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Valley National Bank ("VNB") petitioned the Alabama Supreme Court for a writ of mandamus to direct directing the trial court to dismiss a declaratory-judgment action filed against VNB by Jesse Blount, Wilson Blount, and William Blount. William owned a 33% interest in Alabama Utility Services, LLC ("AUS"). William also served as the president of WWJ Corporation, Inc. ("WWJ"), and WWJ managed AUS. Wilson and Jesse, William's sons, owned all the stock of WWJ. In May 2013, William transferred his 33% interest in AUS to WWJ, and WWJ then owned all the interest in AUS. In July 2015, VNB obtained a $905,599.90 judgment against William in an action separate from the underlying action. On August 31, 2015, Asset Management Professionals, LLC, purchased from WWJ all the assets of AUS for $1,600,000. On July 17, 2018, the Blounts filed a declaratory judgment action seeking a judgment declaring "that a) William's transfer of his interest in AUS to WWJ was not fraudulent as to [VNB], b) William was not the alter ego of AUS or WWJ, c) the sale of AUS did not result in a constructive trust in favor of [VNB], and d) the [Blounts] did not engage in a civil conspiracy." VNB filed an action under the Alabama Uniform Fraudulent Transfer Act against the Blounts and others in which it asserted that William had fraudulently transferred assets and sought to pierce the corporate veil of WWJ. After review of the trial court records and documents submitted by the parties, the Alabama Supreme Court determined VNB did not demonstrate a clear legal right to have claims against them dismissed. The court denied the mandamus petition insofar as it sought dismissal of the alter-ego claim and the constructive-trust claim. View "Ex parte Valley National Bank." on Justia Law

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On a winter night in 2014, strong winds blew through the town of Georgia, Vermont, causing a partially constructed livestock barn to collapse. Commercial Construction Endeavors, Inc. (CCE), the contractor building the barn, sought recompense for the resulting losses from its insurer, Ohio Security Insurance Company. However, insurer and insured disagreed as to policy coverage for costs incurred by CCE in removing the remains of the collapsed barn and rebuilding it to its pre-collapse state. Ultimately, CCE sued Ohio Security for breach of contract. In successive summary-judgment rulings, the trial court held that the contractor’s rebuilding expenses were covered under the policy, but the cost of debris removal was not. Ohio Security cross-appealed the first ruling and CCE appealed the second; the Vermont Supreme Court reversed the first ruling and affirmed the second. The Court determined the additional collapse coverage applied only to “Covered Property,” which was business personal property; CCE did not dispute that the barn was not business personal property and thus was not “Covered Property.” Therefore, the court’s first summary-judgment ruling was reversed. The debris removal was not a loss involving business personal property. As a result, it was not a loss to “Covered Property” at that term was defined by the policy at issue. View "Commercial Construction Endeavors, Inc. v. Ohio Security Insurance Company" on Justia Law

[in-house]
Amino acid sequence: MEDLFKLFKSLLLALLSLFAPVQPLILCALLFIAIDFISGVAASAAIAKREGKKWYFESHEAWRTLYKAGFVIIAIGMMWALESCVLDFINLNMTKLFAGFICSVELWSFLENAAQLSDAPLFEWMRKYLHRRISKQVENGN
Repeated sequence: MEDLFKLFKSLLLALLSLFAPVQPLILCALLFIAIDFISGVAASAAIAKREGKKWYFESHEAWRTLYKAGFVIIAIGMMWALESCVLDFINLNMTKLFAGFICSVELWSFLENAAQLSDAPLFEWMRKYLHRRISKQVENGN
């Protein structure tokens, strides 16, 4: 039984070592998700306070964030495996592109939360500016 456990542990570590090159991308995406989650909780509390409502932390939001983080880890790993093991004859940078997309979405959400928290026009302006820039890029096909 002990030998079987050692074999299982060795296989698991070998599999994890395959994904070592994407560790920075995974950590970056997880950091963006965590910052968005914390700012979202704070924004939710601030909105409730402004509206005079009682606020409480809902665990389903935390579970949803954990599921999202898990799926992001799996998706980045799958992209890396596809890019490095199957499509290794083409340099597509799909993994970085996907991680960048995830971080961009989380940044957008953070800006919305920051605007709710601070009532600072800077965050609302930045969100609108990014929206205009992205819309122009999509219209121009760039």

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Oil Capital Ready Mix, LLC; Agape Holdings, LLP; Scott Dyk; and Samuel Dyk (collectively “Dyk”) appealed a judgment awarding Skaw ND Precast LLC (“Skaw”) $69,295 in damages for conversion of its property. In March 2013, Skaw entered into a five-year agreement with Tioga Ready Mix (“Tioga”), a company which produced ready-mix concrete product, to rent a two-acre parcel of land to conduct its business. The base rent for the site was $700 per month, subject to reductions if Skaw purchased designated quantities of ready-mix product from Tioga. The agreement provided it would remain in effect until December 31, 2018, and it did not allow either party to unilaterally cancel the agreement. In spring 2015, Skaw learned that Tioga had arranged to sell Tioga’s assets at a public auction, including the two-acre parcel of property where Skaw conducted its business. Skaw’s owners attended the auction sale in May 2015. The auction service notified all attendees that Skaw’s assets on the premises were not part of the sale, that there was a lease in place between Skaw and Tioga, and that the lease went with the land. Dyk was the successful bidder at the auction and entered into a commercial purchase agreement with the sellers which did not include Skaw’s product inventory or equipment and stated the sale was subject to “rights of tenants,” but did not list Skaw as a tenant. Once Dyk got its ready-mix plant running, Skaw began purchasing concrete ready-mix product from Dyk for its business. When presented with the contract between Skaw and Tioga, Dyk renegotiated the terms; Dyk and Skaw agreed to increase monthly rental payments to $750 per month. During a scheduled shut down of both companies' operations, Dyk built an earthen berm around Skaw’s equipment which prevented Skaw from accessing it. Dyk also transported Skaw’s concrete pad and blocked inventory off of Skaw’s two acres to an area adjacent to Dyk’s offices. Other Skaw assets were transported to undisclosed locations. When Skaw discovered the berm, Dyk informed Skaw that Skaw abandoned their temporary rental agreement in December 2015 and that law enforcement would be notified if there were “any attempts to breach the peace or trespass” on the property. Skaw replied that the 2013 lease was still valid and had not been abandoned, and that Skaw planned to return to the property and continue operations. Dyk argued on appeal of the conversion damages award that the district court erred in ruling the 2013 agreement between Skaw and Tioga was a lease rather than a license. Because the North Dakota Supreme Court concluded the district court’s findings of fact were not clearly erroneous, it affirmed the judgment. View "Skaw ND Precast, LLC v. Oil Capital Ready Mix, LLC, et al." on Justia Law